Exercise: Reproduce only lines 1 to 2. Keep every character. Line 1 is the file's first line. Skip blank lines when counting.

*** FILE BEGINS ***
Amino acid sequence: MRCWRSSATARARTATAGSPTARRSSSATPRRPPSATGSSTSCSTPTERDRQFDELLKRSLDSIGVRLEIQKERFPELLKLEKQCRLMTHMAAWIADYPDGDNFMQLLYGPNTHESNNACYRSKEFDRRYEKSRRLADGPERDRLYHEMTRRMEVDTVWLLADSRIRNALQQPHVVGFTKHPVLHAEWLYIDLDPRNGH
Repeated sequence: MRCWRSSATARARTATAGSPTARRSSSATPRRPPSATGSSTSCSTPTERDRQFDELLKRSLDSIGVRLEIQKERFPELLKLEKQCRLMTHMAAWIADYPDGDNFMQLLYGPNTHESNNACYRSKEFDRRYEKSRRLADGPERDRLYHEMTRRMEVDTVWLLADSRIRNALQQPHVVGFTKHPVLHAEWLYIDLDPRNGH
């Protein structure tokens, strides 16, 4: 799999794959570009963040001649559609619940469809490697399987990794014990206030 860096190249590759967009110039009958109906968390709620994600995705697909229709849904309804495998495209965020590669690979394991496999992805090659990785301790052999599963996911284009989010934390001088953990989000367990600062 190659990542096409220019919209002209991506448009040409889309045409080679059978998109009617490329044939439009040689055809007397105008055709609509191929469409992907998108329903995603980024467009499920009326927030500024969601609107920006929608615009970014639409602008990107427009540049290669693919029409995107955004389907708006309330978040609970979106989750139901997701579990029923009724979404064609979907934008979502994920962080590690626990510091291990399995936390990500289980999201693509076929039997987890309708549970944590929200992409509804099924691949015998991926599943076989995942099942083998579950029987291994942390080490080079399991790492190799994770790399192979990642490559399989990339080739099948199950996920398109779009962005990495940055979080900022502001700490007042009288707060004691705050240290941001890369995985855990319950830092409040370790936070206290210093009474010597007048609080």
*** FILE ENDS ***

Amino acid sequence: MRCWRSSATARARTATAGSPTARRSSSATPRRPPSATGSSTSCSTPTERDRQFDELLKRSLDSIGVRLEIQKERFPELLKLEKQCRLMTHMAAWIADYPDGDNFMQLLYGPNTHESNNACYRSKEFDRRYEKSRRLADGPERDRLYHEMTRRMEVDTVWLLADSRIRNALQQPHVVGFTKHPVLHAEWLYIDLDPRNGH
Repeated sequence: MRCWRSSATARARTATAGSPTARRSSSATPRRPPSATGSSTSCSTPTERDRQFDELLKRSLDSIGVRLEIQKERFPELLKLEKQCRLMTHMAAWIADYPDGDNFMQLLYGPNTHESNNACYRSKEFDRRYEKSRRLADGPERDRLYHEMTRRMEVDTVWLLADSRIRNALQQPHVVGFTKHPVLHAEWLYIDLDPRNGH